They were all enamoured with the idea of progress and believed that whatever was new must be superior to what was old. As if merit was a function of chronology! ~ Loc. 906

I read Piranesi a few months ago and I am still reeling from it — and excited to finally be able to talk to others about it. I read so much, and there are many books I’ve enjoyed, but I am rarely so amazed and excited by something truly impressive.

Told from the perspective of an unknown (until later) narrator, it opens with strange and unintelligible descriptions of archways, empty chambers, marble statues, and unending stairways — clearly a sensible map to the narrator. Even knowing (and trusting) the author, I admit I found these early pages difficult to follow. I finally gave up trying to draw a map in my own head and simply let the narrator lead me and I recommend every reader do the same.

Slowly, clues to the narrator’s labyrinthian world take form. Scraps of notes. Glimpses of dark figures. Visits from “The Other.” All the while, the narrator explores his endless home. He catches fish in nets from the ocean that fills the lower chambers everyday. He tries to trace the paths of the shadowy figure.

I had got halfway across the Hall when I noticed a scattering of white shapes lying on the Pavement. I picked them up. They were pieces of torn paper with writing on them. They  were crumpled and so I smoothed them out and tried putting them together. … The writing was atrocious — like a tangle of seaweed. After some minutes of peering at it I thought I could make out the word ‘minotaur.’ … The First vestibule contains eight massive Statues of Minotaurs, each one different from the others. Perhaps the person who had written this had visited by own Halls? ~Loc. 626

The lack of summary — both here and elsewhere — may be frustrating, but the magic of this book is its slow reveal. To say anything more specific risks ruining the discovery for others. Susanna Clarke has successfully created a world both fantastical and mundane, and she remains consistent within her set of rules.

I will say that I loved the sly references to Narnia, the small winks to Cair Paravel. And once I finished the book, I looked up Giovanni Battista Piranesi, the trained architect and etching artist. Even so, I recommend readers go in knowing as little as possible.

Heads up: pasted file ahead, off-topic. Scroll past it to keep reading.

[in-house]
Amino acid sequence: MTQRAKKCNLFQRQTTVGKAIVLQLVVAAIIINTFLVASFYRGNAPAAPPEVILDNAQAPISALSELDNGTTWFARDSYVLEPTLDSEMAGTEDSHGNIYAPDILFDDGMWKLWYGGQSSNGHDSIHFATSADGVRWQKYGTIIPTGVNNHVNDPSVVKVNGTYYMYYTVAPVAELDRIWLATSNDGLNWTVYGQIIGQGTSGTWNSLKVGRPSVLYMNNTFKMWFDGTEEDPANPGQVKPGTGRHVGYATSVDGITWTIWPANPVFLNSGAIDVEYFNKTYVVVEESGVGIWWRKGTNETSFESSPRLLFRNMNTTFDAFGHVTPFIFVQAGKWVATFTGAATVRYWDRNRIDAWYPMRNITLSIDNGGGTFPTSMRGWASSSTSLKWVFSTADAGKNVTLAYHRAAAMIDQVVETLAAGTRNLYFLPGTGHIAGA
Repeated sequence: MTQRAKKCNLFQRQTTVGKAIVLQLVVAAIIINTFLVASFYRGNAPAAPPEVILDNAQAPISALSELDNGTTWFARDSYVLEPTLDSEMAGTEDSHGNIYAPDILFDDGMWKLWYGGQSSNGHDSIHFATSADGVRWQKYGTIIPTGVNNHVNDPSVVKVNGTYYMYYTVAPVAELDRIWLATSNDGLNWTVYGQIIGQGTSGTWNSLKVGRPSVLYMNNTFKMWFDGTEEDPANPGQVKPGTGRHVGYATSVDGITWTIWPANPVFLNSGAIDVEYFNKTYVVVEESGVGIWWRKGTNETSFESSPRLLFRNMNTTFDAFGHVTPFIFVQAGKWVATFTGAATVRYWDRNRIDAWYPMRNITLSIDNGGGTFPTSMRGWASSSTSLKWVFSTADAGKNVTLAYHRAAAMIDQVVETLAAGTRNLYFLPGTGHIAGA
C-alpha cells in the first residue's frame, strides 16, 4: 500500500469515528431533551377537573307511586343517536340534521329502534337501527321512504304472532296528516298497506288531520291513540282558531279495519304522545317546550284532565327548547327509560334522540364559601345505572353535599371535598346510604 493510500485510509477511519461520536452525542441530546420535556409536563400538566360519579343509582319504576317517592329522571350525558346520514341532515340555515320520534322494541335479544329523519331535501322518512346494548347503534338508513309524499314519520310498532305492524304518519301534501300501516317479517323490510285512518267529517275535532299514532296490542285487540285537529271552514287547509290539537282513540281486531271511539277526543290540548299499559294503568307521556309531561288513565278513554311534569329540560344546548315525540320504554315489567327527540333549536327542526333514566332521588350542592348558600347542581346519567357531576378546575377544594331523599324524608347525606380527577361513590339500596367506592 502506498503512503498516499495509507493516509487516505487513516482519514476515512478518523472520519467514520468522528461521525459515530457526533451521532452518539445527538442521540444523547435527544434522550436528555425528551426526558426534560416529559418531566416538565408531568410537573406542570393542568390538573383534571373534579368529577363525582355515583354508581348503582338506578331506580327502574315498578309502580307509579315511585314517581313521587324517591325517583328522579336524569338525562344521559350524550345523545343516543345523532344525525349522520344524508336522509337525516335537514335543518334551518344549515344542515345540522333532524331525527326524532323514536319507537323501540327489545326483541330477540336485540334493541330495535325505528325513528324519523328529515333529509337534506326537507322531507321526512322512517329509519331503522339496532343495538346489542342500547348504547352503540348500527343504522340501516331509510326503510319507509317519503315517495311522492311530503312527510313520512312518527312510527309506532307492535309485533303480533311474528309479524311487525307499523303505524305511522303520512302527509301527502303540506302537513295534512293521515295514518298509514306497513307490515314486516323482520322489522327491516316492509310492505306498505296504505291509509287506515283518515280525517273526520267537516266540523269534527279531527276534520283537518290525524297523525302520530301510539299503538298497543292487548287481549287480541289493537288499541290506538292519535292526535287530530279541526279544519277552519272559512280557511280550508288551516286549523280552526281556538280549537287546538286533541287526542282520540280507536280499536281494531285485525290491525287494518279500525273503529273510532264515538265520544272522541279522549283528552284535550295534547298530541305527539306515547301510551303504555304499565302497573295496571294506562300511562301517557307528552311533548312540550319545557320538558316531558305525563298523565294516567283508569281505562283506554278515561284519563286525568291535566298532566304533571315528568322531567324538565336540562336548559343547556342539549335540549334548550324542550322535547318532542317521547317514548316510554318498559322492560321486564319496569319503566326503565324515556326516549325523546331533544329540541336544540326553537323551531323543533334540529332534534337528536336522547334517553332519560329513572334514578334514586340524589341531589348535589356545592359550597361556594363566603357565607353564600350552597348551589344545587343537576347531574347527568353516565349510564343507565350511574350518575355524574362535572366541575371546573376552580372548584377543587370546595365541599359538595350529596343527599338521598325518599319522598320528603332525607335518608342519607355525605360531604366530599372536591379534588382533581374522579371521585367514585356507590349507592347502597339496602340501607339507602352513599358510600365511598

I highly recommend this book for fans of Italo Calvino’s Invisible Cities, Coleridge’s “Kubla Khan,” Madeline Miller’s Circe, and Christopher Priest’s The Prestige. If you are ready for a bit of unusual adventure, read Piranesi.

My thanks to Marie and the team at  Bloomsbury for the early copy.

My rating: [icon name="star" class="" unprefixed_class=""][icon name="star" class="" unprefixed_class=""][icon name="star" class="" unprefixed_class=""][icon name="star" class="" unprefixed_class=""][icon name="star" class="" unprefixed_class=""]

Hardcover : 272 pages
ISBN-13 : 978-1635575637
Product Dimensions : 5.75 x 0.75 x 8.5 inches
Publisher : Bloomsbury Publishing (September 15, 2020)

3 thoughts on “REVIEW: Piranesi”

  1. I adored this book! It felt like a magic trick. I love the way several different narratives are revealed, but just the right amount. It reminded me a bit of The Secret History, viewed from the other side of the ritual.

  2. OH HOORAY, oh gosh I am so pleased that people seem to be liking this book. I too loved it but it’s so weird and I was worried people would be upset that it’s not similar to Jonathan Strange and Mr. Norrell. Unbelievably, I totally missed the similarity of the House to Charn until I read a profile of Susanna Clarke, but honestly that similarity probably impacted how I feel about the book. The Chronicles of Narnia were truly SO formative to me.

  3. Bravo Clarke, for another stunner! Have always loved Piranesi’s drawings, & happy to inhabit their realms……. Looks like a much smaller book than Strange / Norrell, which we adored. Trying to limit book purchases, we will probably have to wait for the paperback….. Thanks for this precis!

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